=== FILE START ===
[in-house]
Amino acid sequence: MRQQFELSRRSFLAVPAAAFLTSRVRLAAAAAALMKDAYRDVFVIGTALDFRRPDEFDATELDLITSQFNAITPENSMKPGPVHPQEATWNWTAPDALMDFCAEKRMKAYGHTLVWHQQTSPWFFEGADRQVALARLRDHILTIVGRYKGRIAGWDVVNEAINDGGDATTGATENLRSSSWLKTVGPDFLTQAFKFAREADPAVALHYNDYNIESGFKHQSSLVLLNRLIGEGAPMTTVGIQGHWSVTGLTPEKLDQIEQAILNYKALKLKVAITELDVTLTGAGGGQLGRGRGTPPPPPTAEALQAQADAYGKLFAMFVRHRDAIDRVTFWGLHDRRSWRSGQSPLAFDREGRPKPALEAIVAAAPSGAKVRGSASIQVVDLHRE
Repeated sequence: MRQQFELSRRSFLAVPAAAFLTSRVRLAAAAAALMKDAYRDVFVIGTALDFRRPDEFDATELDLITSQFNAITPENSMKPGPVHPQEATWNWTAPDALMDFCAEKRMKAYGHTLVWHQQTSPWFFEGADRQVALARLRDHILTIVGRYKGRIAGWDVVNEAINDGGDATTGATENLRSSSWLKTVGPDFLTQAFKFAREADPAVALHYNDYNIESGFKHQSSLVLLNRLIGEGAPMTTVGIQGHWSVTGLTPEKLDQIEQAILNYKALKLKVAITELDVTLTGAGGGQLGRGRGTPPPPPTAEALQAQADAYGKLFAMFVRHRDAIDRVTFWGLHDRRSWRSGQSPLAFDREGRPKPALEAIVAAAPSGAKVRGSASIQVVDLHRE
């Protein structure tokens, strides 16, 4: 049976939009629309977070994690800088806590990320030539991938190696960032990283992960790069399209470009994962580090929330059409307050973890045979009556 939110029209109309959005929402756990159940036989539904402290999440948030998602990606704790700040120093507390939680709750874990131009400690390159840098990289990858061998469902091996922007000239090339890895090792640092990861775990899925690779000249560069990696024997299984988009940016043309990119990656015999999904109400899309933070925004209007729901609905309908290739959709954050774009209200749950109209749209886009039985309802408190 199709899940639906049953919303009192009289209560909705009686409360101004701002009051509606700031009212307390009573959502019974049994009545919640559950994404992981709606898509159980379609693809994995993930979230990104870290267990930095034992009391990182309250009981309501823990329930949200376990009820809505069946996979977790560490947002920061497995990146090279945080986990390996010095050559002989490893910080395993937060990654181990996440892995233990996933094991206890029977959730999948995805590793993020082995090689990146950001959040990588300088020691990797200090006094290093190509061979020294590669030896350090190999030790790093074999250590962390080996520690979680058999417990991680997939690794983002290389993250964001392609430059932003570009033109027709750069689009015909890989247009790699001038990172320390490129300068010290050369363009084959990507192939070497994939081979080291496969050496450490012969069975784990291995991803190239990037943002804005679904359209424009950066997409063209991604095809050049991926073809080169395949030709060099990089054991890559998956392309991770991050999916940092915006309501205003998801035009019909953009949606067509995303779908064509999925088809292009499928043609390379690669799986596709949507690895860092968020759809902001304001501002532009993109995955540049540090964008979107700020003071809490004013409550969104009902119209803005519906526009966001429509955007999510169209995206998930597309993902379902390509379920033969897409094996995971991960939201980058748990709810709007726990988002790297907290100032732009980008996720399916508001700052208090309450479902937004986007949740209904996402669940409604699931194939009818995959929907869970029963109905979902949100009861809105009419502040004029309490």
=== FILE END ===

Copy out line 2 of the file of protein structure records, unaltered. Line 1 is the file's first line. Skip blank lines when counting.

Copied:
Amino acid sequence: MRQQFELSRRSFLAVPAAAFLTSRVRLAAAAAALMKDAYRDVFVIGTALDFRRPDEFDATELDLITSQFNAITPENSMKPGPVHPQEATWNWTAPDALMDFCAEKRMKAYGHTLVWHQQTSPWFFEGADRQVALARLRDHILTIVGRYKGRIAGWDVVNEAINDGGDATTGATENLRSSSWLKTVGPDFLTQAFKFAREADPAVALHYNDYNIESGFKHQSSLVLLNRLIGEGAPMTTVGIQGHWSVTGLTPEKLDQIEQAILNYKALKLKVAITELDVTLTGAGGGQLGRGRGTPPPPPTAEALQAQADAYGKLFAMFVRHRDAIDRVTFWGLHDRRSWRSGQSPLAFDREGRPKPALEAIVAAAPSGAKVRGSASIQVVDLHRE